How to Explain Virtual Desktop Infrastructure (VDI) to Management, Executives, Etc

I recently had a need to explain what exactly VDI is to a group of executives without getting technical, which is pretty difficult because VDI has a lot of technical complexities. This did a pretty good job of not only giving a good idea of “what” it is, but “why” we need it.

To understand exactly what Virtual Desktop Infrastructure (VDI) is, we first need to take a look at why we need VDI.

Back in the 80’s and 90’s, work was a place we all went to everyday. We had a desk in a cubicle, and on that desk we had a big beige box with an even bigger beige monitor… maybe even a mouse with wheels!

Pen and paper dominated meeting rooms, and “working at home” meant taking a cardboard box full of files with you.

Over time, laptops evolved and became more popular. Instead of being tied to a desk, technology started moving around with people. Dialing-in became “a thing” and laptops allowed people to work from anywhere with a phone line and a calling card.

The Internet evolved as broadband became widely available, everyone bought a computer, and suddenly people were working at home with VPN’s and Terminal Servers.

Then the iPhone happened, followed shortly by the iPad. Suddenly “smart” devices were ubiquitous; desktops gave way to laptops and WiFi availability absolutely exploded. People were connected almost everywhere, and needed the ability to work just as effectively wherever they chose to be. They also wanted choice… the ability to choose what device they were going to use and where they were going to use it from.

Meanwhile…. Windows was still the operating system of choice for business. Thousands of critical applications wouldn’t run on anything else, and IT needed to find a way to deliver those applications to any device, anytime, and anywhere. No more beige boxes on desks, we needed to provide Windows to whatever device our customer chose.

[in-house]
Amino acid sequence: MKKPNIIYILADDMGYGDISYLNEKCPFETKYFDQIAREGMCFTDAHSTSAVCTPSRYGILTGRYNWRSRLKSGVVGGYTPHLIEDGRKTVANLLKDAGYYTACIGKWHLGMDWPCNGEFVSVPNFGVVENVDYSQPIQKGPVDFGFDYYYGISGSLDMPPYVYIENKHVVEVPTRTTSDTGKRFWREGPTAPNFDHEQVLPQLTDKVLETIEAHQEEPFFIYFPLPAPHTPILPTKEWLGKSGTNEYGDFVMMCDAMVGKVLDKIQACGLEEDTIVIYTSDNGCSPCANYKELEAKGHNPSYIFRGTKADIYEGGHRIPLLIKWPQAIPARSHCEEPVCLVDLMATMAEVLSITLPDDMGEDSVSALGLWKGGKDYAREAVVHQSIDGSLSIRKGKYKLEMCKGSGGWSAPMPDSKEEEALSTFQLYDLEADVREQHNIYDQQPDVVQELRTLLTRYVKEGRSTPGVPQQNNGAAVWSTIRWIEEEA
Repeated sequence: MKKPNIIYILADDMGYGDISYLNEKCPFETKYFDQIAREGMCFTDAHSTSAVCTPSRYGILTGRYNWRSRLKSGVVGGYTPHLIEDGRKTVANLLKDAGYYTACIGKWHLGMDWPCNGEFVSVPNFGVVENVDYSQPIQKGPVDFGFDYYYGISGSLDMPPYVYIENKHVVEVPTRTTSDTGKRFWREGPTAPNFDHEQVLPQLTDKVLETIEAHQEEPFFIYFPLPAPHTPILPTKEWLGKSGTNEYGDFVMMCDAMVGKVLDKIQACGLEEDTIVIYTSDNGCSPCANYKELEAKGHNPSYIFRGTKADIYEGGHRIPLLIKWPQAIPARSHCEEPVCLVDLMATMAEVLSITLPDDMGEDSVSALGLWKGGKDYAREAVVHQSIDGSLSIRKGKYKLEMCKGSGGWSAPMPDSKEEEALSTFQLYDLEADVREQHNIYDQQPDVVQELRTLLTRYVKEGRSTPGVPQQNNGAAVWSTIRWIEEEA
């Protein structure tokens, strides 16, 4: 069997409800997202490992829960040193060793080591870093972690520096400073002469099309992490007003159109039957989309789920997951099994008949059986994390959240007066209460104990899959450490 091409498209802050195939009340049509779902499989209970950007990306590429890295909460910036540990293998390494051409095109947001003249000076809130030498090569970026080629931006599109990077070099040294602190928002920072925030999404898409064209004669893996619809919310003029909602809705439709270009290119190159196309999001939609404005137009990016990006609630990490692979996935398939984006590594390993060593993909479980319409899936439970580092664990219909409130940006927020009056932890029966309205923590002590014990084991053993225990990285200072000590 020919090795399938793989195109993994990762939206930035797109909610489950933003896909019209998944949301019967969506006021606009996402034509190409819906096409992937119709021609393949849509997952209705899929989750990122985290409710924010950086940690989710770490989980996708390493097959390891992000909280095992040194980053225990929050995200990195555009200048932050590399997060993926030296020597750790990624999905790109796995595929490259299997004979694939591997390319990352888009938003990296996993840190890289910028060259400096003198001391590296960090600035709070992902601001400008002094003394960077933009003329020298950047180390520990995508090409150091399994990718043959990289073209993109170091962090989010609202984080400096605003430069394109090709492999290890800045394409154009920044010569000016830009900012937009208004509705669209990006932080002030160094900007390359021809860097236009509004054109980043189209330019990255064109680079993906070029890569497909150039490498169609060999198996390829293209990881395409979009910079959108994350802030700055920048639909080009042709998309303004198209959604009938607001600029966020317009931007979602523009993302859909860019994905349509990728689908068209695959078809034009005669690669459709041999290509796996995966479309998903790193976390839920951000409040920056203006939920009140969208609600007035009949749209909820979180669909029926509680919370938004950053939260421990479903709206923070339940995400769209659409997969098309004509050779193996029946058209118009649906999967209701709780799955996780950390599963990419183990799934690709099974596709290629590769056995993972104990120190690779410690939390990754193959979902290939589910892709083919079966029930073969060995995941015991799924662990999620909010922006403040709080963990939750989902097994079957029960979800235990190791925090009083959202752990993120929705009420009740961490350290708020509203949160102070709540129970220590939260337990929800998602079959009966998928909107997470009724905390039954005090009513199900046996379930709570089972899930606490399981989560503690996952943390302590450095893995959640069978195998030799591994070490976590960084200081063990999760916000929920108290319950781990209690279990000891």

That’s why we need something like VDI. VDI is simply delivering Windows from “The Cloud,” that nebulous buzz word we in IT like to throw around. By using cloud technology, we’re able to present Windows to any device with an Internet connection. More than that, we’re able to present your Windows, so that you get all of the same personalization and software as you would otherwise.

In short, VDI enables a personalized computing experience regardless if you are working from home, office, or somewhere else with WiFi. It’s a very effective and secure way of allowing you to work wherever you need to, with the applications and tools you require. No beige box required!

About Rebecca Harness

Rebecca Harness is a Business Information Security Officer (BISO) for a publicly-traded, global information solutions company. As BISO, she champions security initiatives and recommends strategies to mitigate risk, facilitating innovation and new product development. She’s also responsible for representing the business unit’s security program in client facing engagements, conferences, and industry forums. Prior to her current role, she was an influential cybersecurity leader for one of the world’s largest transportation providers, known for transforming information security efforts into well-orchestrated programs. There, she developed an innovative methodology for delivering key information security priorities as a service model, leading to quicker adoption enterprise-wide while significantly reducing operational costs. She also led and modernized their global, multi-brand PCI Assessment and other compliance initiatives. In the early 2000’s, Rebecca developed one of St. Louis' leading Managed Services Providers from a startup in a spare bedroom into a mature consulting company with 30+ employees and 150+ clients in the Greater St. Louis Area. Rebecca holds many certifications, including; ISACA Certified Information Systems Auditor (CISA); ISC2 Certified Information Systems Security Professional (CISSP); and GIAC Security Leadership Certified (GSLC). She’s also a proud alumni of Hastings College and a longtime member of the Society of American Magicians.

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